I’ve never lapped Barcelona’s Formula 1 track while gripping the wheel as tightly as I do now F1.
The deep rumbling sound and the vibrations that shake the cockpit as the left wheels touch the curb on the straight up to Turn 9 run overwhelm your senses.
Even though a lot has been said about the brutality and speed of driving an F1 car over the years, nothing can quite convey how time flies by when you’re on the edge.
In point of fact, I’m far from Barcelona. Driving what is touted as the most realistic simulator on the market, I am in an industrial unit outside of Bristol.
It is thought that Dynisma’s DMG-1 simulator is the second most realistic simulator in the world.
Only Dynisma’s custom-made official Ferrari sim can beat it. Dynisma designed it specifically for the Maranello team. It is an established business.
When discussing realism in racing simulators, graphics and car handling are frequently the focus. Is it appealing, and can I compete effectively against the AI or my teammates?
Graphics, on the other hand, fall to the bottom of the priority list when it comes to simulators, or motion generators, as Dynisma’s founder and CEO Ash Warne prefers to refer to them.
Its latency, or the speed at which information about the car’s actions can be relayed to the driver in order for him to respond, is what makes it a truly useful tool for both drivers and teams that use it.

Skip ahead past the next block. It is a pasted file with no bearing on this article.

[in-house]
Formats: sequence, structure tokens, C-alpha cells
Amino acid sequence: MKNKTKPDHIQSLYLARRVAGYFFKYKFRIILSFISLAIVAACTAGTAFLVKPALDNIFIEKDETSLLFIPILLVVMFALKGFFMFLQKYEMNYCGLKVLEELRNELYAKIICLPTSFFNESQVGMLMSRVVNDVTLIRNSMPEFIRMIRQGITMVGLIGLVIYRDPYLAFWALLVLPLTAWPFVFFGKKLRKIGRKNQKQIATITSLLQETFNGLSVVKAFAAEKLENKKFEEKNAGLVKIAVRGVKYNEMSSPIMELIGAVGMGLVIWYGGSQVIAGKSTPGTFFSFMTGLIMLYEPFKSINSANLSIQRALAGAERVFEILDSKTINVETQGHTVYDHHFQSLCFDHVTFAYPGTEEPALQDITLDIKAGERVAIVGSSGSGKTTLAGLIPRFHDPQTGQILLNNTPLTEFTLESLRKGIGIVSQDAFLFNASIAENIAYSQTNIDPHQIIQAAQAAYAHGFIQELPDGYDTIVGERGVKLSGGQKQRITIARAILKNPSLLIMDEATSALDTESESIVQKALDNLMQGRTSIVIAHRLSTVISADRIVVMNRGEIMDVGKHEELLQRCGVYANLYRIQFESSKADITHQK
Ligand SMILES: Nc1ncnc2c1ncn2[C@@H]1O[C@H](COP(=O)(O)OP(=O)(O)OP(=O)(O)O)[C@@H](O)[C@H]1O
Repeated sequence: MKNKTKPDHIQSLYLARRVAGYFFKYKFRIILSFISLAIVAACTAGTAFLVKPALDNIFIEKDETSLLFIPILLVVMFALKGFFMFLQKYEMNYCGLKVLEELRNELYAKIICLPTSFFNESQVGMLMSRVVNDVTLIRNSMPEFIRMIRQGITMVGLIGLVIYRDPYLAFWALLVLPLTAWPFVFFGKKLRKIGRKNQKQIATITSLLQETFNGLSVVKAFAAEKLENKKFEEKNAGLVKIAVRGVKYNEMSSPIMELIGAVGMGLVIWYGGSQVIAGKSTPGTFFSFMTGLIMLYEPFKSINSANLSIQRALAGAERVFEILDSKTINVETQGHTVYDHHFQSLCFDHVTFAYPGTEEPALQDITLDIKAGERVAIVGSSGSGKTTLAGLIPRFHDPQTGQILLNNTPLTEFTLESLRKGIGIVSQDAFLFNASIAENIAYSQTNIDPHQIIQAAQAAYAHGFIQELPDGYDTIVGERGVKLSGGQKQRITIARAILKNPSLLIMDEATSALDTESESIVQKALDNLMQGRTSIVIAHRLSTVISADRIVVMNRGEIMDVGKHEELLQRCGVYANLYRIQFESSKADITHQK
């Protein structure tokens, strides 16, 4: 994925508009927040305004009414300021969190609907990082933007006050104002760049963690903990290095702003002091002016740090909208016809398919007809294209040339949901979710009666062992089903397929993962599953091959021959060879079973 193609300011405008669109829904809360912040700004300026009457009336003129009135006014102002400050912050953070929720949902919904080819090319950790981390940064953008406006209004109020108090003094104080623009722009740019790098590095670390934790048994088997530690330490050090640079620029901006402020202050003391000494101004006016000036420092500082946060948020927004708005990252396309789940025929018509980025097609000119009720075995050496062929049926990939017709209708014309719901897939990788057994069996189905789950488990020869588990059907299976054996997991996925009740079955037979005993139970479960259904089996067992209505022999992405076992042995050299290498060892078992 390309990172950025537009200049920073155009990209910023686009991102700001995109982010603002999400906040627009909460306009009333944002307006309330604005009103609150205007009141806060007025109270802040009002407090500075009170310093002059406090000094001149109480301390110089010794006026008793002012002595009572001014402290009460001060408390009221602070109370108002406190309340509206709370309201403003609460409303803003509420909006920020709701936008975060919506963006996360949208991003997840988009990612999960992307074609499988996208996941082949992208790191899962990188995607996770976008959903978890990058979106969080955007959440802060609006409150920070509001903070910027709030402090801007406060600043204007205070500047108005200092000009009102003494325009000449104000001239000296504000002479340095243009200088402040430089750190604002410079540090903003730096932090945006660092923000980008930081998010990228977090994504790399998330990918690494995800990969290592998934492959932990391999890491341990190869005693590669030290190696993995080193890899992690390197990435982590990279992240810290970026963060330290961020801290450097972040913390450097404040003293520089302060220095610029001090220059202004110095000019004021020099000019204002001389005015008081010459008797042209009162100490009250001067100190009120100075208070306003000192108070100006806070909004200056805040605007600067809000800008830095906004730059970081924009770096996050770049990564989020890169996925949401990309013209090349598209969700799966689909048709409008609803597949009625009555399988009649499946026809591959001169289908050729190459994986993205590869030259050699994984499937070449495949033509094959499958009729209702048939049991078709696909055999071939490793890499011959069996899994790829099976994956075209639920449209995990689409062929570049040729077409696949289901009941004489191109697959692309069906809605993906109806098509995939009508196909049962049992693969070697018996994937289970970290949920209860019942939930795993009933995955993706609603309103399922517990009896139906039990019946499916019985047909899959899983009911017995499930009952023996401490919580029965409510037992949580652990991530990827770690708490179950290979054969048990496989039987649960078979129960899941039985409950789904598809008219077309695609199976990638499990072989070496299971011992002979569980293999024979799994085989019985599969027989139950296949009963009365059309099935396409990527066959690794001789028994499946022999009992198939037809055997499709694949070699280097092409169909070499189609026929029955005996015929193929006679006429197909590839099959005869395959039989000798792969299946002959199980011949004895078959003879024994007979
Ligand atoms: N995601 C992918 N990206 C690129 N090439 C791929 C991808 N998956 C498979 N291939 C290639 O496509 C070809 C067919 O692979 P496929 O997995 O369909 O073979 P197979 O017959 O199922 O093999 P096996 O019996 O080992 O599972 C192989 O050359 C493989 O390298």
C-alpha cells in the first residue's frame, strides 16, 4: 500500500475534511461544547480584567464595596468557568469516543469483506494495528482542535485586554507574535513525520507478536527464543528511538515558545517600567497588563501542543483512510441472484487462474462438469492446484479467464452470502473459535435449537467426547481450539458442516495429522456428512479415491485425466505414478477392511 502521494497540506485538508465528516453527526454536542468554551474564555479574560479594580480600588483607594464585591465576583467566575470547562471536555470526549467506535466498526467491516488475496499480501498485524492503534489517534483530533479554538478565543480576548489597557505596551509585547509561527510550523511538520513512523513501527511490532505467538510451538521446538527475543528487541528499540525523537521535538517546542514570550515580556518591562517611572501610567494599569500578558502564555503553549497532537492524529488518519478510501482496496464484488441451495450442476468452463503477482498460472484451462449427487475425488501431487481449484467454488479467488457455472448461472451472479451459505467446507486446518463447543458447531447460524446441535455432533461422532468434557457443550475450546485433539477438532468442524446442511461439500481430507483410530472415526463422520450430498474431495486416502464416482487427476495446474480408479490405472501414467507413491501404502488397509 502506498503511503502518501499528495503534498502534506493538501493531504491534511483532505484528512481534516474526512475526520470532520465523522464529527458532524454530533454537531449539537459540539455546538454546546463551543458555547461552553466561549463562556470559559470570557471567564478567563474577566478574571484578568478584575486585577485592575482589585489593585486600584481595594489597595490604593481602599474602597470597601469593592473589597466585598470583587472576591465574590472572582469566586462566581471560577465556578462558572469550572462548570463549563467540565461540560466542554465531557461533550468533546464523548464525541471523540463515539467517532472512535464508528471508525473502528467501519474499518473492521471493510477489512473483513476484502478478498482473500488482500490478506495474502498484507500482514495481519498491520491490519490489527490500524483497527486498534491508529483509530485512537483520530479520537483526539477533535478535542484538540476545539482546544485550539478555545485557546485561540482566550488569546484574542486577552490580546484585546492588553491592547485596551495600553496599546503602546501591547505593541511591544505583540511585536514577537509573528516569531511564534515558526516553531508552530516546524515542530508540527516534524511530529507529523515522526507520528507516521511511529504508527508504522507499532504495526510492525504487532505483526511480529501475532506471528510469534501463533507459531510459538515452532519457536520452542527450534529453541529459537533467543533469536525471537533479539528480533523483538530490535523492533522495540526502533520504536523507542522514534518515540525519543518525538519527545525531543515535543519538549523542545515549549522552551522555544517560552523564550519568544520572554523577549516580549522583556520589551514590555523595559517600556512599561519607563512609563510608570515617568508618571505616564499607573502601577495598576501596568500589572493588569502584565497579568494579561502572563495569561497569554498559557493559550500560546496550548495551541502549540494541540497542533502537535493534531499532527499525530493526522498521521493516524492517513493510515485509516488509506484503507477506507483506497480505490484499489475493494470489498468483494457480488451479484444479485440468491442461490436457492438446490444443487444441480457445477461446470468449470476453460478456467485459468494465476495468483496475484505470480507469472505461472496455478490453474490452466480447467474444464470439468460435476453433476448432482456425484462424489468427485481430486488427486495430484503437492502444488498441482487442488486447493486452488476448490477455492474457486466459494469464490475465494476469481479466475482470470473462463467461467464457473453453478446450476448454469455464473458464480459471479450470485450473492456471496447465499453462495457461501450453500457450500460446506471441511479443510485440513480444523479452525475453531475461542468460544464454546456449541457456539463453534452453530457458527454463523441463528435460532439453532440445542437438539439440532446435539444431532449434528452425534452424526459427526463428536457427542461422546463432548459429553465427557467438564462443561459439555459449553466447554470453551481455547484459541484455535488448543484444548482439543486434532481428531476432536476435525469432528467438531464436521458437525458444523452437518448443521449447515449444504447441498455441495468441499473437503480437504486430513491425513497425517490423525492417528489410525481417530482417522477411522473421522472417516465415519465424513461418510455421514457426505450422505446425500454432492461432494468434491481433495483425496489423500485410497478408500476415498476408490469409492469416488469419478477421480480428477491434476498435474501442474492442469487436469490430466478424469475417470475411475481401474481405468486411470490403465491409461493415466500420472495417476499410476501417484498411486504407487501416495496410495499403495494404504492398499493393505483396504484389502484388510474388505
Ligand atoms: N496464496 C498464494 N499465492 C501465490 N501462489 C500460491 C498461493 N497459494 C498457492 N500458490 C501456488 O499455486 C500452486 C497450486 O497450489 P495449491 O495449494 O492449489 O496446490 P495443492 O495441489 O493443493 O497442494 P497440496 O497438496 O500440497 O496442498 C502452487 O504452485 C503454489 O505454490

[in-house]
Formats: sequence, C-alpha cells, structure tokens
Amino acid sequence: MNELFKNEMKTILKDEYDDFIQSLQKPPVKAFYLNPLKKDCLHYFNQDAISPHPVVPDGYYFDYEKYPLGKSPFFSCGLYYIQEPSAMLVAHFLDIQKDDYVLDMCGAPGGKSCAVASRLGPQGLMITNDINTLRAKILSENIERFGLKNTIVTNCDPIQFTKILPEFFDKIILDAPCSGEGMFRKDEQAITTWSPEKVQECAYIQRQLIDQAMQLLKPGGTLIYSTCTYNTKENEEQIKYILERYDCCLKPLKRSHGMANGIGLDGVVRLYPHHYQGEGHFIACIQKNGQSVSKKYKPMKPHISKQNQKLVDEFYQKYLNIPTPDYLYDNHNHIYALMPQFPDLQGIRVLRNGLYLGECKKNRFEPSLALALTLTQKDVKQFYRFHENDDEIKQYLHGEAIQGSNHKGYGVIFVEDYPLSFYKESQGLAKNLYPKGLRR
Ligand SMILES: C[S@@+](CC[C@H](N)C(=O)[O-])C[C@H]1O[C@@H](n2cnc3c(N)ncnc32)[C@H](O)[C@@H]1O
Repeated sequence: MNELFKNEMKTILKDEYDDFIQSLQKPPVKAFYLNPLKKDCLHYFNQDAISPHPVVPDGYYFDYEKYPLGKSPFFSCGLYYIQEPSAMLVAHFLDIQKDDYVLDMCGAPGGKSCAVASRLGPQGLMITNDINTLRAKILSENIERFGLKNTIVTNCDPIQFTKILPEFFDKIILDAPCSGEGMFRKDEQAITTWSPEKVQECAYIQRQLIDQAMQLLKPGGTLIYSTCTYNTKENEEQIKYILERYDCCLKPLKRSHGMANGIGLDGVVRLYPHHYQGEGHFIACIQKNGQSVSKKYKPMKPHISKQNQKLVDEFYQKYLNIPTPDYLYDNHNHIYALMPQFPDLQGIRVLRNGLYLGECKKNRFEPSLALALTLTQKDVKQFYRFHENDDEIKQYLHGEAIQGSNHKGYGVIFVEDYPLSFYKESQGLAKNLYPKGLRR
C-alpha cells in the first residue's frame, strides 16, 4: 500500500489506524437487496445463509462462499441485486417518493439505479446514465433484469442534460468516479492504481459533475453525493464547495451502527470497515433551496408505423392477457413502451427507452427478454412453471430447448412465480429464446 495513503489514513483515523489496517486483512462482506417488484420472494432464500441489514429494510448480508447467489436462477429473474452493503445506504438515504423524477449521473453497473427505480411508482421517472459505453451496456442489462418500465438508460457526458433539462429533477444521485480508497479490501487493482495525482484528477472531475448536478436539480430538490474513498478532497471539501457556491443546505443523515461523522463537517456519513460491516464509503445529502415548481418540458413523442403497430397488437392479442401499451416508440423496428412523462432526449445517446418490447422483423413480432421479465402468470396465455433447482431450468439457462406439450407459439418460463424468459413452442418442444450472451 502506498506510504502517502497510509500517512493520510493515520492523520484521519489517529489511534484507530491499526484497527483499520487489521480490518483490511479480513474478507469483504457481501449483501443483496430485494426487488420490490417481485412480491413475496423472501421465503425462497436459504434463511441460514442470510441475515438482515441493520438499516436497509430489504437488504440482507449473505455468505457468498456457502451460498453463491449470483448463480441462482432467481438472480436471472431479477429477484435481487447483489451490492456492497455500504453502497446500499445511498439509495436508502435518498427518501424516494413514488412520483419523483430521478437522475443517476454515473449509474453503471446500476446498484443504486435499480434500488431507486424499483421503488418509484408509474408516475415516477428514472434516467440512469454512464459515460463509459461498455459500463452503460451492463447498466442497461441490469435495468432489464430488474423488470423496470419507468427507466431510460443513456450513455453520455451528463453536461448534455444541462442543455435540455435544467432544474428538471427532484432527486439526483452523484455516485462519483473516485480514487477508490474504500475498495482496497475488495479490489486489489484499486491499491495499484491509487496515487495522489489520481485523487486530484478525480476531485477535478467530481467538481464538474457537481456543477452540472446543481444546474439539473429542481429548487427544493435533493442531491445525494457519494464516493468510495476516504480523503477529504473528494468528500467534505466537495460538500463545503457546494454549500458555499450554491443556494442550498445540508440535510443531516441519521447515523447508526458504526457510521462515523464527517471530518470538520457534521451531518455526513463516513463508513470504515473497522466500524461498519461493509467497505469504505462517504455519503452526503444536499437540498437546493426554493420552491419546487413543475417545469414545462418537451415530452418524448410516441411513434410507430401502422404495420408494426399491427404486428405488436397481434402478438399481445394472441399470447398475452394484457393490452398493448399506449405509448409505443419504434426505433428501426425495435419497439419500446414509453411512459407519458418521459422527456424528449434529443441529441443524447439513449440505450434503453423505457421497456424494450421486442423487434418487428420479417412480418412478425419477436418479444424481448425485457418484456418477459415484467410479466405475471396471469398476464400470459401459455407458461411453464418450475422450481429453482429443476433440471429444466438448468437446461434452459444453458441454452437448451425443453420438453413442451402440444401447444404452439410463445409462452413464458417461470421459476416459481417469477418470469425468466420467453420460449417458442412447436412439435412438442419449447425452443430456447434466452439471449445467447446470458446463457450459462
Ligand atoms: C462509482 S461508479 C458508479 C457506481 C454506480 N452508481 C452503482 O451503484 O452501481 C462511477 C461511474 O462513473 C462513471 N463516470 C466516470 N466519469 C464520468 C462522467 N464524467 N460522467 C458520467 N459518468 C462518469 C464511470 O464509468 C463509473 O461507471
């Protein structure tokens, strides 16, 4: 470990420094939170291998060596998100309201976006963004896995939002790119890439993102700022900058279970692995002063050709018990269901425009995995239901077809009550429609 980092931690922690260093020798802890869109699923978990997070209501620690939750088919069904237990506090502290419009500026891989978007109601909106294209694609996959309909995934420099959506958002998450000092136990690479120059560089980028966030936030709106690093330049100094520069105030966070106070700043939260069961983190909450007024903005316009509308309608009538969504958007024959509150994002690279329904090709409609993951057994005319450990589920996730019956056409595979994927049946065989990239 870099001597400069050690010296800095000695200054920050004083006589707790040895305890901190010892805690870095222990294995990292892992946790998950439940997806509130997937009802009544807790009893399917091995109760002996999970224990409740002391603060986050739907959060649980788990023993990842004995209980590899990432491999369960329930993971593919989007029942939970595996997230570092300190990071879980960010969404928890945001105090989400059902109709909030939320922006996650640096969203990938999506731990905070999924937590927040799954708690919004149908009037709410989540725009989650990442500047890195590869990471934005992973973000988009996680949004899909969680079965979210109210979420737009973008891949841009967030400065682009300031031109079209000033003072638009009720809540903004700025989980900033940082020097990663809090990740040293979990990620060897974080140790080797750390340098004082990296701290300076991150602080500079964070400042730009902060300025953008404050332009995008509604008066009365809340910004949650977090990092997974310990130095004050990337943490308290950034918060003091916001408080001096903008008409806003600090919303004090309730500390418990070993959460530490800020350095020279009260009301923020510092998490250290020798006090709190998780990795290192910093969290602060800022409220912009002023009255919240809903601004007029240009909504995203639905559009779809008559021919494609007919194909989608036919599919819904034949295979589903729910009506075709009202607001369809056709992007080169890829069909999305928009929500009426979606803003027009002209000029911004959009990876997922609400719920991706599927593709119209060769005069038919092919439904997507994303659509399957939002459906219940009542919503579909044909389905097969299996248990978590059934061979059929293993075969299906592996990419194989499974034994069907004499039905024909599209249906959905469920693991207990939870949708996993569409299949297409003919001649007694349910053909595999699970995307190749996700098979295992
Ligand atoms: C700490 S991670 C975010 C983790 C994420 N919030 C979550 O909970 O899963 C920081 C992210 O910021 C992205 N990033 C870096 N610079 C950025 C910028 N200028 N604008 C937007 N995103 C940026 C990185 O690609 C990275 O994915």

This information feedback needs to be processed and sent to the driver in milliseconds rather than tenths of a second.
In the past, a latency of 20 to 50 milliseconds was considered acceptable.
However, the DMG-1 has gone one step further by reducing latency to less than five milliseconds, which is ten times better than some of the other simulators currently on the market.
Warne states, “It’s a really important parameter.”
Before starting Dynisma in 2017, he was a senior vehicle dynamics engineer at McLaren, where he led the simulator team and worked on Ferrari’s previous generation model.
The simulator is a system that uses all of the senses to bombard the driver. However, in the end, the goal of any racing simulator, particularly high-performance racing simulators like F1, is to get the driver to behave in the same manner as they would in the real car.
However, you need a really high-end motion system like our technology to get that information to the driver as quickly as possible.
“The driver often attempts to drive the simulator and experiences oversteer because other simulators aren’t as quick as ours. Additionally, they are unable to catch the back end, which causes it to spin out.
Having figured out how to get a couple of backside slides myself – particularly out of the low-grasp last chicane at Spa, and La Source – I can confirm that there is no postpone in how rapidly that feeling comes on draft.
Jake Hughes, an F1 sim driver and FE racer, has also noticed this while experimenting with the DMG-1.
He tried it out and said, “Instant is the word.” The initial yaw cue comes quickly. Kerb riding is enjoyable and extremely realistic. In fast corners, even touching the apexes feels good, as does the tyre chatter when understeering.”
However, the simulator becomes an even more useful tool for teams that use it, so the real value of this benchmark latency extends beyond the drivers.
Setups can simulate real-world conditions as closely as possible, which can accelerate engineering knowledge.